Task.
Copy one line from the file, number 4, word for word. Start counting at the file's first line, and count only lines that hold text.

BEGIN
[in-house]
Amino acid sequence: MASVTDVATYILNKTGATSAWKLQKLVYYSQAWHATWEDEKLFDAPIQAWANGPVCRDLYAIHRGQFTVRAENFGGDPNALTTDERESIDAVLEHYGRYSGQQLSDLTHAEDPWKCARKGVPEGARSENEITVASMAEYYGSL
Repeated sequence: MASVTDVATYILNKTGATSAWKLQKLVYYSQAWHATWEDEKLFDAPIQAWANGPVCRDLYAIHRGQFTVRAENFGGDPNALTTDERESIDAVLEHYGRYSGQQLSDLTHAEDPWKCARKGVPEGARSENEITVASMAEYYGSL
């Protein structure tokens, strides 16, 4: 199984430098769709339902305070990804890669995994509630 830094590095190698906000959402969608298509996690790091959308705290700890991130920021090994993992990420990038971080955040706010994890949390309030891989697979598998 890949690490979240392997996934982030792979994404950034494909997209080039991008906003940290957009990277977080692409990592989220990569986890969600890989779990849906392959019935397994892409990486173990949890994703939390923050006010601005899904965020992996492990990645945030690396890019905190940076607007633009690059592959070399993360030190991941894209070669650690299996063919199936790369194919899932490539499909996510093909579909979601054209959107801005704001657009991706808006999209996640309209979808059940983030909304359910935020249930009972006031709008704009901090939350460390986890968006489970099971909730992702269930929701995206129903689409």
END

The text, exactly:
């Protein structure tokens, strides 16, 4: 199984430098769709339902305070990804890669995994509630 830094590095190698906000959402969608298509996690790091959308705290700890991130920021090994993992990420990038971080955040706010994890949390309030891989697979598998 890949690490979240392997996934982030792979994404950034494909997209080039991008906003940290957009990277977080692409990592989220990569986890969600890989779990849906392959019935397994892409990486173990949890994703939390923050006010601005899904965020992996492990990645945030690396890019905190940076607007633009690059592959070399993360030190991941894209070669650690299996063919199936790369194919899932490539499909996510093909579909979601054209959107801005704001657009991706808006999209996640309209979808059940983030909304359910935020249930009972006031709008704009901090939350460390986890968006489970099971909730992702269930929701995206129903689409």